Part of economic development is tourism – a massive industry in our community. Over 4,000 jobs in Abilene are hospitality based, and visitors support our city by shopping, dining, sleeping, touring and filling their cars up with fuel. I’m still in awe of tourism’s impact here – and the fact that we’d each have to pay an additional $700 per year in taxes to maintain our current level of municipal services if we were to lose those dollars paid by those who visit us.
We’re in the workforce development business. Why? Because the business community is the chief consumer of workers. It makes perfect sense. Instead of standing on the curb and wagging our collective fingers at those who prepare our workforce for underdelivering the quality and quantity of workers needed to retain our current businesses and attract new ones, we’ve chosen to be a part of the solution. We’ve engaged businesses to help our education partners. They need to know what we need, and customer feedback is important.
We’re in the downtown revitalization business, but we are NOT downtown-centric. We understand the importance of a vibrant center city and its role as an economic barometer for those who visit us as tourists or site locators for expanding companies. We’ve engaged the community to develop a plan that is in place and underway. We’ve helped to create a vision for a new downtown hotel, sure to be a catalyst for additional growth. And we believe strongly that the workforce that we need to attract to enhance our economic development efforts is directly tied to young adults who value a dynamic urban atmosphere.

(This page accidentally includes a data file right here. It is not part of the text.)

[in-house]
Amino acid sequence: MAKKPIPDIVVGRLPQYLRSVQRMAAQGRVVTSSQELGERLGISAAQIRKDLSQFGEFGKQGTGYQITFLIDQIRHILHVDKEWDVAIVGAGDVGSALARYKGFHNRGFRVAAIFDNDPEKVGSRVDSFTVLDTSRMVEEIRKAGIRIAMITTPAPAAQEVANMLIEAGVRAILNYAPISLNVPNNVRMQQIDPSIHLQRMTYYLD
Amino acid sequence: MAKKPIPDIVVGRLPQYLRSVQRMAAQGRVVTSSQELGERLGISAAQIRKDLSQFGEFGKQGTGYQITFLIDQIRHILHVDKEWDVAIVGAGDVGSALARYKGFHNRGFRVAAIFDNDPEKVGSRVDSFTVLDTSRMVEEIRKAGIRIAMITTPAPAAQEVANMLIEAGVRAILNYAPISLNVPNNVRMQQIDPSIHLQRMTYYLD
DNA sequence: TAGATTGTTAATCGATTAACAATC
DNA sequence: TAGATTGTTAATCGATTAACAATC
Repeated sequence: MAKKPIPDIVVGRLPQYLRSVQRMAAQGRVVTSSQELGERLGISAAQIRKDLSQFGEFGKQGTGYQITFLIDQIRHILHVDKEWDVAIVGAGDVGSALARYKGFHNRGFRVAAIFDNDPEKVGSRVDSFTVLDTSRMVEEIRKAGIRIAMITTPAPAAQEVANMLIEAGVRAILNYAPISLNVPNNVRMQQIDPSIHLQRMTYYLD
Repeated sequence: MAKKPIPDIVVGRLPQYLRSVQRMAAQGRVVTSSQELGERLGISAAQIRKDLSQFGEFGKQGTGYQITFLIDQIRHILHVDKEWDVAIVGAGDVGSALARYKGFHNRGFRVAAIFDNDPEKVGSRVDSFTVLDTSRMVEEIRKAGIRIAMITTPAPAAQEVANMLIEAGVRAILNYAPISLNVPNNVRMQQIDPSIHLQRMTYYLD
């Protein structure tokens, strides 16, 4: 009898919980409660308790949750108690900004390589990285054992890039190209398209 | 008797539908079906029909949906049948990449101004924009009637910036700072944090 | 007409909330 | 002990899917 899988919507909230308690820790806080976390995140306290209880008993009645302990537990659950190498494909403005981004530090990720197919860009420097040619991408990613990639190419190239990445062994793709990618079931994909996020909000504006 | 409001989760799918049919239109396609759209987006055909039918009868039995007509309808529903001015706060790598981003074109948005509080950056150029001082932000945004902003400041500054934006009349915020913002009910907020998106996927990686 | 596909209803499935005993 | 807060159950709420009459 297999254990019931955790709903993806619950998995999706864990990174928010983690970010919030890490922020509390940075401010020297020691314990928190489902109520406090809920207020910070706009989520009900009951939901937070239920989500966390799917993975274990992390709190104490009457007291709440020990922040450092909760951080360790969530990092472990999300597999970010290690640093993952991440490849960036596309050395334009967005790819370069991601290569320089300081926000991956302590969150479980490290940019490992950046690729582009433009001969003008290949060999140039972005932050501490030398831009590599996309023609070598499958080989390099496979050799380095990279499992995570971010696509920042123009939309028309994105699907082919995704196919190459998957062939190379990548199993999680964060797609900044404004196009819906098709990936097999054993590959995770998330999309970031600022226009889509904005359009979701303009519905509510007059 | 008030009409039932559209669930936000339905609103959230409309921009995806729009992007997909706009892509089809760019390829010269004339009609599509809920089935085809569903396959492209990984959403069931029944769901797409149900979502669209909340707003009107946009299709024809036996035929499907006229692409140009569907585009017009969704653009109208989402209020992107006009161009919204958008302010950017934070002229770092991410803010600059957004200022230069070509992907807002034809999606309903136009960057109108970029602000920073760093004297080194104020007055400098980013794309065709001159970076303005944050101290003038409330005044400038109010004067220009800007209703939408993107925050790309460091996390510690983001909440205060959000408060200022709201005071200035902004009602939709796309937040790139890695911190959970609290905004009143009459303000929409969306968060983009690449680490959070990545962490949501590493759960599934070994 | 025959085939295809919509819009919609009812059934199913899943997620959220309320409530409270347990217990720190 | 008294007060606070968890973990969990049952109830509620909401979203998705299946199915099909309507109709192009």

You know our history with supporting the mission and families at Dyess Air Force Base. As our region’s largest economic driver, it’s important that the community watch over those who watch over us. We work daily to preserve, protect and to grow the mission at Dyess, as we have for more than 60 years. We’re proud of the national recognition we’ve earned through our community’s support, led by the Chamber – including our namesake “Abilene Trophy” and the first ever Global Strike Command Community Support Award, presented to Abilene just last year.
It goes without saying that we love our arts and culture – and we’re darn good at it. In fact, if you talk to my family you’ll learn quickly that Abilene’s vibrant arts community was a major, determining factor in our choosing Abilene for our family’s future. From our designation as the Storybook Capital of Texas (soon to be America) to our emerging local music scene – and everything in between – Abilene sets the standard for arts, culture and enhanced quality of life. Why does it matter to the Chamber? Because we know that “quality of place” is chief among the factors considered by corporate site selectors and CEOs who are seeking places to invest.
Remember, economic development is more about site elimination than site selection. We must be on top of our game at all times.
So, when you hear that the Chamber is working on something, understand two things – one, everything we do has our members as the reason, and our policies and business lines are determined by our members. And, just like we’ve done for 110 years, we leverage the passion, time, treasure and spirit of our members to ensure that Abilene remains competitive in an ever increasingly competitive global marketplace.
For the Chamber and our great city, it all begins with jobs. I invite you, as always to help share the Chamber’s story – but more importantly, to be a part of writing the next chapter. This organization is fortunate to work with business, government and our community from an important vantage point, and we take our role seriously. I hope that’s evident in our work.
Thank you for your support!